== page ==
Wednesday, May 21, 2014

A proposal for measuring paper impact

It's really hard to know a priori which papers are important. Some are obvious, like Yamanaka's iPSC work, but most of the time, it's hard to tell. "Journal quality" provides some proxy, as do citations, but both are fairly imperfect–the latter is perhaps somewhat more useful than the first, but both are subject to the scientific fads of the time.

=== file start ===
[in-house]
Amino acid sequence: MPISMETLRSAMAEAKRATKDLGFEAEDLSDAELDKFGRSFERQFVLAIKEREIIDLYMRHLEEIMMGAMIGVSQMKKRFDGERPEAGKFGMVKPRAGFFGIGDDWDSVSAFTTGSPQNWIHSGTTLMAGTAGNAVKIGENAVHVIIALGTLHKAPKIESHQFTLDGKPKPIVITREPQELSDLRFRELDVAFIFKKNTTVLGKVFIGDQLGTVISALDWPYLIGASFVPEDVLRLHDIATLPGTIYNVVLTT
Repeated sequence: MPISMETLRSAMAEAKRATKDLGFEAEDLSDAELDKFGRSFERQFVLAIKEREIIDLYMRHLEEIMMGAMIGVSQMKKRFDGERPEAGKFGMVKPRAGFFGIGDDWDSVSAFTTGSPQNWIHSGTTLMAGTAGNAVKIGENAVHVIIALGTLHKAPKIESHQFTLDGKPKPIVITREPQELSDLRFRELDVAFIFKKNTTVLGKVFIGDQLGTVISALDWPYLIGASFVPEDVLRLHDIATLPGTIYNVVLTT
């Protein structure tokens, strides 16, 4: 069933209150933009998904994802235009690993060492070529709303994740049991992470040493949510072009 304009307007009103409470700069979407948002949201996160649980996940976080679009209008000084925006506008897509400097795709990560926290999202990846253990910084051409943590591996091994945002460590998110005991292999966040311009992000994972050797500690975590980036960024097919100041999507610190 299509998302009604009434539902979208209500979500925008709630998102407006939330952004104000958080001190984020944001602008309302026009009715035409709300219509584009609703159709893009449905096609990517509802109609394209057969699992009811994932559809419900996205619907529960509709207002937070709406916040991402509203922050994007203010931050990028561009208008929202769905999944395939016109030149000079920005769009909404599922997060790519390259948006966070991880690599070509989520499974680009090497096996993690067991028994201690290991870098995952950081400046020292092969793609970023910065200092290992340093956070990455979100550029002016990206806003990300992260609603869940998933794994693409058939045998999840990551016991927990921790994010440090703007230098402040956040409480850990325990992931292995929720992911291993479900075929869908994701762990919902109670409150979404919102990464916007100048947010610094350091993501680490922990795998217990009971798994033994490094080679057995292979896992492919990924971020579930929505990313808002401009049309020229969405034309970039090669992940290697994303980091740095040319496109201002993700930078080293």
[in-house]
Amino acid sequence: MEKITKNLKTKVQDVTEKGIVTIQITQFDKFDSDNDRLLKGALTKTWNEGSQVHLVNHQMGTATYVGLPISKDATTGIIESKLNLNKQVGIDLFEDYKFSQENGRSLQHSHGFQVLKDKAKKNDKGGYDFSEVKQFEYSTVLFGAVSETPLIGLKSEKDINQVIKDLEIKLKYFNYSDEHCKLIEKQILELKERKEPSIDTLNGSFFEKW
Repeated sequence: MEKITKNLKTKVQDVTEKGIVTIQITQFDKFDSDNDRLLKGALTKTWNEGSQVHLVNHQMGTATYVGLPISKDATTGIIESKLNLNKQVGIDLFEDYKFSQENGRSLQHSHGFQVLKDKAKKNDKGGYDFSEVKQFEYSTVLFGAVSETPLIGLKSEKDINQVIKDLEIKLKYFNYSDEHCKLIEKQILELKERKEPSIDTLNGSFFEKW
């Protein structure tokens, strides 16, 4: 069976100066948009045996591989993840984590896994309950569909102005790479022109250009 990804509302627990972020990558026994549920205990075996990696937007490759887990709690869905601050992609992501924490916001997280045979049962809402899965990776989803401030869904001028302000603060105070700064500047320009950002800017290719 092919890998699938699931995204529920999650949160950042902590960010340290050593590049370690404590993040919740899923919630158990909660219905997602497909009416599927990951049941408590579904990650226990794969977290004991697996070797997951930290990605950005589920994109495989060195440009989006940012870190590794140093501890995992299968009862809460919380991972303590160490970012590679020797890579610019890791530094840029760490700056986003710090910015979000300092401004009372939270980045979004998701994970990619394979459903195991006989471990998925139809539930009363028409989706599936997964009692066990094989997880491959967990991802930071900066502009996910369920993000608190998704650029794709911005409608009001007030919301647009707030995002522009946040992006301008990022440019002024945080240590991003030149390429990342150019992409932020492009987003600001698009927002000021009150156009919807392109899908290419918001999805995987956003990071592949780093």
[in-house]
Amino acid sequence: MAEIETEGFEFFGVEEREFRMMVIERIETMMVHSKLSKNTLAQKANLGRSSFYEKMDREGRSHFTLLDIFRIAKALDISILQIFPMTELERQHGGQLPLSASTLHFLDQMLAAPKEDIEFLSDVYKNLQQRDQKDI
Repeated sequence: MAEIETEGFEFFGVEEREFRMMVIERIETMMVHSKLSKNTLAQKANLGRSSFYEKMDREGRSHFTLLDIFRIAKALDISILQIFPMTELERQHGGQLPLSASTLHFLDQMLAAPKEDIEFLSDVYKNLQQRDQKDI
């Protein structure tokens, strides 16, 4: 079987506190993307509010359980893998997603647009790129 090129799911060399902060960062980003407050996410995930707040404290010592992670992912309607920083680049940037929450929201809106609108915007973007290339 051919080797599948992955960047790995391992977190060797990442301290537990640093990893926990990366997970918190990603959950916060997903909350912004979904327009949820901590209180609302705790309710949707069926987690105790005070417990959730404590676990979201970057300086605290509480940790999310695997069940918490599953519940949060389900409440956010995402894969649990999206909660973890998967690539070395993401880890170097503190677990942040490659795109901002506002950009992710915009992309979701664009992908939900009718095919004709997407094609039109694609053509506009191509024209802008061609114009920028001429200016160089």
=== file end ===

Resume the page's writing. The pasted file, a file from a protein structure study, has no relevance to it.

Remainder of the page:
To avoid the fad issue, what if we all had to vote on our favorite papers that are 5-10 years old, 10-20 years old and 20+ years old? Perhaps that would allow us to determine what papers were really important for shaping science? Of course, getting people to vote would be hard, but as a crude proxy, what if we just measured the number of citations after 5 years or 10 years? I feel like when I cite papers that are more than 10 years old, it's usually because it really was important in shaping the field. I'm certain this data exists in citation databases like Google Scholar and crappy old Web of Science–I'm wondering if anyone's already done this sort of analysis...

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